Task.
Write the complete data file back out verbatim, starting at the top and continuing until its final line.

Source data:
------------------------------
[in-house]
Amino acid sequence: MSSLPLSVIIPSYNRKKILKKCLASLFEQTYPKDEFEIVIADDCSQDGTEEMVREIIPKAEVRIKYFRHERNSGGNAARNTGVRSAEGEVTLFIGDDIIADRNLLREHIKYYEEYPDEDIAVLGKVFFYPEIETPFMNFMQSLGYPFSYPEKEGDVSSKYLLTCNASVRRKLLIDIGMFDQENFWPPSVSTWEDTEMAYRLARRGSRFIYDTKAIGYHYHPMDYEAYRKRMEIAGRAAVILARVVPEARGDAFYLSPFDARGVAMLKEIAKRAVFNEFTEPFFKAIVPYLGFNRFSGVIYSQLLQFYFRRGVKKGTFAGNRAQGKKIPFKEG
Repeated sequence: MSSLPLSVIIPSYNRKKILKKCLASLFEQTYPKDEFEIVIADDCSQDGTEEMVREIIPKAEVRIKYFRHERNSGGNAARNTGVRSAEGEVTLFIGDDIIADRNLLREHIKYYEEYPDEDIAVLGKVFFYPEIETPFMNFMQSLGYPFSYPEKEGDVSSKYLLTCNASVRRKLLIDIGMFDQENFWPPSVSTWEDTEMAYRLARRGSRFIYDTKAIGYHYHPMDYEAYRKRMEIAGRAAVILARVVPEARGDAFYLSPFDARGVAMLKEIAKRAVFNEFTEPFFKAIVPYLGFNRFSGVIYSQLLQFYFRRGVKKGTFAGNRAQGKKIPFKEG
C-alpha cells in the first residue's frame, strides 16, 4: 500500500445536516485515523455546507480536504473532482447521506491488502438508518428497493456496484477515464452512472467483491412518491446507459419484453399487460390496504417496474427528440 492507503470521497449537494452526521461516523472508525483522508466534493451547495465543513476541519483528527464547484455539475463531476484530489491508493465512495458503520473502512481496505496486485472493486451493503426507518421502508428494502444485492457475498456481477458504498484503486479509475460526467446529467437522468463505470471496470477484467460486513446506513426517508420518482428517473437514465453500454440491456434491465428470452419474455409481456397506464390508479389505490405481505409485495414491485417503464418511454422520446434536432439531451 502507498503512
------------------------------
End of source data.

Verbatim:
[in-house]
Amino acid sequence: MSSLPLSVIIPSYNRKKILKKCLASLFEQTYPKDEFEIVIADDCSQDGTEEMVREIIPKAEVRIKYFRHERNSGGNAARNTGVRSAEGEVTLFIGDDIIADRNLLREHIKYYEEYPDEDIAVLGKVFFYPEIETPFMNFMQSLGYPFSYPEKEGDVSSKYLLTCNASVRRKLLIDIGMFDQENFWPPSVSTWEDTEMAYRLARRGSRFIYDTKAIGYHYHPMDYEAYRKRMEIAGRAAVILARVVPEARGDAFYLSPFDARGVAMLKEIAKRAVFNEFTEPFFKAIVPYLGFNRFSGVIYSQLLQFYFRRGVKKGTFAGNRAQGKKIPFKEG
Repeated sequence: MSSLPLSVIIPSYNRKKILKKCLASLFEQTYPKDEFEIVIADDCSQDGTEEMVREIIPKAEVRIKYFRHERNSGGNAARNTGVRSAEGEVTLFIGDDIIADRNLLREHIKYYEEYPDEDIAVLGKVFFYPEIETPFMNFMQSLGYPFSYPEKEGDVSSKYLLTCNASVRRKLLIDIGMFDQENFWPPSVSTWEDTEMAYRLARRGSRFIYDTKAIGYHYHPMDYEAYRKRMEIAGRAAVILARVVPEARGDAFYLSPFDARGVAMLKEIAKRAVFNEFTEPFFKAIVPYLGFNRFSGVIYSQLLQFYFRRGVKKGTFAGNRAQGKKIPFKEG
C-alpha cells in the first residue's frame, strides 16, 4: 500500500445536516485515523455546507480536504473532482447521506491488502438508518428497493456496484477515464452512472467483491412518491446507459419484453399487460390496504417496474427528440 492507503470521497449537494452526521461516523472508525483522508466534493451547495465543513476541519483528527464547484455539475463531476484530489491508493465512495458503520473502512481496505496486485472493486451493503426507518421502508428494502444485492457475498456481477458504498484503486479509475460526467446529467437522468463505470471496470477484467460486513446506513426517508420518482428517473437514465453500454440491456434491465428470452419474455409481456397506464390508479389505490405481505409485495414491485417503464418511454422520446434536432439531451 502507498503512